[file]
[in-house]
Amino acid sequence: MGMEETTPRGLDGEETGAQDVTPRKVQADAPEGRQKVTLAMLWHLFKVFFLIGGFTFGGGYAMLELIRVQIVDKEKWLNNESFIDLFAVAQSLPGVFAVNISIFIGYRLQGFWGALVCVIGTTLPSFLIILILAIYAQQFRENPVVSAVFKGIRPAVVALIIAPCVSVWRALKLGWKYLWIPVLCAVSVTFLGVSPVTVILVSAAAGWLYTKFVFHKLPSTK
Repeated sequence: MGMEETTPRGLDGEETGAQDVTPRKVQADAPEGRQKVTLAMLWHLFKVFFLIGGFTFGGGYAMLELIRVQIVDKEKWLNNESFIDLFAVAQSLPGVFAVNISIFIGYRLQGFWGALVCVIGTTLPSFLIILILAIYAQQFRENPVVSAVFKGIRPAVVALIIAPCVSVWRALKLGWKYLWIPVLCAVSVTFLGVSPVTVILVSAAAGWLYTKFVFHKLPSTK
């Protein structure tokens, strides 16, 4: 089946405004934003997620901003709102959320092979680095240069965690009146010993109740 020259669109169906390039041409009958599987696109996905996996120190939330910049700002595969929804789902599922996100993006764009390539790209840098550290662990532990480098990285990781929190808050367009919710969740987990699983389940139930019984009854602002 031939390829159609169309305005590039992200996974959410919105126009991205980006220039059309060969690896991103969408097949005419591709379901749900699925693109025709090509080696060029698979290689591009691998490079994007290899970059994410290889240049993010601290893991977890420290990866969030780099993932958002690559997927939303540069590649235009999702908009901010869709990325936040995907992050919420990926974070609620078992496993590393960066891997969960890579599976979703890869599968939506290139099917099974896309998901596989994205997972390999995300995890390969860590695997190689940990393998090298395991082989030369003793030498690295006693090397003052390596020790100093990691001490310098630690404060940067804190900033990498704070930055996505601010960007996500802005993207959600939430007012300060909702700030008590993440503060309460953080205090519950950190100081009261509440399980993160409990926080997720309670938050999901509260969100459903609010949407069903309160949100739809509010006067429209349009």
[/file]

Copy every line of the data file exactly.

[in-house]
Amino acid sequence: MGMEETTPRGLDGEETGAQDVTPRKVQADAPEGRQKVTLAMLWHLFKVFFLIGGFTFGGGYAMLELIRVQIVDKEKWLNNESFIDLFAVAQSLPGVFAVNISIFIGYRLQGFWGALVCVIGTTLPSFLIILILAIYAQQFRENPVVSAVFKGIRPAVVALIIAPCVSVWRALKLGWKYLWIPVLCAVSVTFLGVSPVTVILVSAAAGWLYTKFVFHKLPSTK
Repeated sequence: MGMEETTPRGLDGEETGAQDVTPRKVQADAPEGRQKVTLAMLWHLFKVFFLIGGFTFGGGYAMLELIRVQIVDKEKWLNNESFIDLFAVAQSLPGVFAVNISIFIGYRLQGFWGALVCVIGTTLPSFLIILILAIYAQQFRENPVVSAVFKGIRPAVVALIIAPCVSVWRALKLGWKYLWIPVLCAVSVTFLGVSPVTVILVSAAAGWLYTKFVFHKLPSTK
């Protein structure tokens, strides 16, 4: 089946405004934003997620901003709102959320092979680095240069965690009146010993109740 020259669109169906390039041409009958599987696109996905996996120190939330910049700002595969929804789902599922996100993006764009390539790209840098550290662990532990480098990285990781929190808050367009919710969740987990699983389940139930019984009854602002 031939390829159609169309305005590039992200996974959410919105126009991205980006220039059309060969690896991103969408097949005419591709379901749900699925693109025709090509080696060029698979290689591009691998490079994007290899970059994410290889240049993010601290893991977890420290990866969030780099993932958002690559997927939303540069590649235009999702908009901010869709990325936040995907992050919420990926974070609620078992496993590393960066891997969960890579599976979703890869599968939506290139099917099974896309998901596989994205997972390999995300995890390969860590695997190689940990393998090298395991082989030369003793030498690295006693090397003052390596020790100093990691001490310098630690404060940067804190900033990498704070930055996505601010960007996500802005993207959600939430007012300060909702700030008590993440503060309460953080205090519950950190100081009261509440399980993160409990926080997720309670938050999901509260969100459903609010949407069903309160949100739809509010006067429209349009």